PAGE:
Yet, there are controversies about contribution of vitamin D deficiency to muscle dysfunction in COPD patients. Jackson et al. studied the correlation between vitamin D status , muscle strength and quadriceps endurance in a group of COPD patients and reported no significant correlation, and attributed their finding to muscle resistance to vitamin D [24]. There are few studies evaluating the effect of vitamin D supplementation on six -minute walk test as a primary outcome in COPD patients. But in a double-blind randomized controlled trial in patients with heart failure, vitamin D supplementation did not improve exercise tolerance, muscle strength and six minute walk distance [25].

There are few reports investigating the contribution of vitamin D status to respiratory muscle strength in COPD patients. Also, there is little study to address the optimal level of 25 (OH) D in COPD patients to achieve maximum exercise capacity. Based on large cross-sectional data, when serum level of 25(OH) D increases from 9 ng/ml to 37 ng/ml, muscle strengths increases too and higher level of 25 (OH) D associated with better lower extremity function [26]. According to the statement of International osteoporosis Foundation in 2010, the target serum level of 25(OH) D of 30ng/ml should be maintained in all elderly patients [27]. In our study, the serum level of 25(OH) D after three months was correlated positively with distance walked during 6MW test at the end of study. All patients achieved serum level of 25(OH) D more than 30 ng/ by the end of the study with mean serum level of 62.7 ± 16 ng/ml. Similarly, the increase in 6MWD in insufficiency group was more than deficient patients by the end of the study. As mentioned, higher serum level of 25 (OH) D correlates with better skeletal muscle function and may enhance exercise tolerance. We treated our patients with almost the same regimen, irrespective of being insufficient or deficient in vitamin D that means 50,000 IU orally weekly for 4-8 weeks. Therefore, we assumed that the percentage of patients whose improvement in 6MWT was more than MCID would differ significantly in two subgroups but data analysis showed that was not the case. We attributed this finding to the small number of patients in each subgroup as the measured P value was only 0.06.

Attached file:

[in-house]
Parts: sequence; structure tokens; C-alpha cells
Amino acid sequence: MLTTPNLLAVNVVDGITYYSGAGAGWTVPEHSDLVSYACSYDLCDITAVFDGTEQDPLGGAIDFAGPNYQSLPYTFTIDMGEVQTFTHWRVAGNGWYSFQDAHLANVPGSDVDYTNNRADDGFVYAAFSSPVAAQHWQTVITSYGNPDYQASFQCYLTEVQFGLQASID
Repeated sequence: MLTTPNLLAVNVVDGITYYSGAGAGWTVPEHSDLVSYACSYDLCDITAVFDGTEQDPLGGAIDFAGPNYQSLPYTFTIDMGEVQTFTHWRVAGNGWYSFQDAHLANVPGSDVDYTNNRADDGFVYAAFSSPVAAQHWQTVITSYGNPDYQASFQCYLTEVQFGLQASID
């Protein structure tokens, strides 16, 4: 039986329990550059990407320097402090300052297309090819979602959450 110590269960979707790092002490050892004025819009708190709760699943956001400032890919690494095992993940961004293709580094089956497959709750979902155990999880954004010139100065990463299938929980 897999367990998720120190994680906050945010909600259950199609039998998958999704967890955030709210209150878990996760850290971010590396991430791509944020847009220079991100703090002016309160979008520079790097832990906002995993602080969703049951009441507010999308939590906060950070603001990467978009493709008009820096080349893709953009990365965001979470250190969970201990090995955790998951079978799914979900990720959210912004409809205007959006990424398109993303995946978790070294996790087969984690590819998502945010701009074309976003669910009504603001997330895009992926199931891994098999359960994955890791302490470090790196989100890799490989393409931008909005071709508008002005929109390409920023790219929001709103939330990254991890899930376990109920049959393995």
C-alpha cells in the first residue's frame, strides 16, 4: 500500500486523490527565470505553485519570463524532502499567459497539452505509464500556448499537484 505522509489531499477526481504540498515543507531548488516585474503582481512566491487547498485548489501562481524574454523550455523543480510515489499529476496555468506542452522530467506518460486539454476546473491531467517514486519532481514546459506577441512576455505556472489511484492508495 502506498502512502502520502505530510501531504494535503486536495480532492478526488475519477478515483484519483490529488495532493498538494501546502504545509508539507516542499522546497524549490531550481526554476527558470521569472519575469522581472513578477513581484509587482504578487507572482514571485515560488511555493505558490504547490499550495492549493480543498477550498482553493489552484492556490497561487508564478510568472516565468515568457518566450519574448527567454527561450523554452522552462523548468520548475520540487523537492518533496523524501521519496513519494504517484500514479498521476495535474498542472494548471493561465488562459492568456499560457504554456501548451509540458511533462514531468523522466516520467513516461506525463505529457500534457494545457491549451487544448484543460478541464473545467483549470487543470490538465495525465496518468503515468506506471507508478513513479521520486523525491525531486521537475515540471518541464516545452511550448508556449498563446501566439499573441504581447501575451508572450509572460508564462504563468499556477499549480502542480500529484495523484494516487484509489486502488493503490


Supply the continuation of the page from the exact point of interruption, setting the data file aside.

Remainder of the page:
Patients with COPD often experience increased dyspnea during exercise that limits their exercise performance further. Ventilatory demands increase during exercise, and expiratory flow limitation causes progressive hyperinflation, so greater respiratory muscle activity is needed to overcome the increased elastic work at high lung volumes. The increased work of breathing translates into increased perception of dyspnea [28]. However, this exertional dyspnea might be in some part due to increased respiratory drive secondary to peripheral muscle dysfunction [29]. We assumed that vitamin D replacement would decrease perceived dyspnea during 6-minute walk distance test at least by improving peripheral muscle dysfunction. We used Borg category scale to rate the dyspnea. However, the mean Borg scale score during walk test before and after the intervention showed no significant improvement in perceived dyspnea while there was significant difference in distance before and after vitamin D replacement. The observed discrepancy between dyspnea score and the distance may be due to inability of elderly patients to discriminate easily between terms such as slight dyspnea and somewhat sever dyspnea (2 vs.4 score respectively). Based on the documentations by Muza et al., [30] psychometric measures such as visual analogue and Borg scale have good reproducibility but the proximity of verbal descriptors might be confusing and discouraging for patients with COPD. Therefore, rating dyspnea by Borg scale might not be highly sensitive [30,31].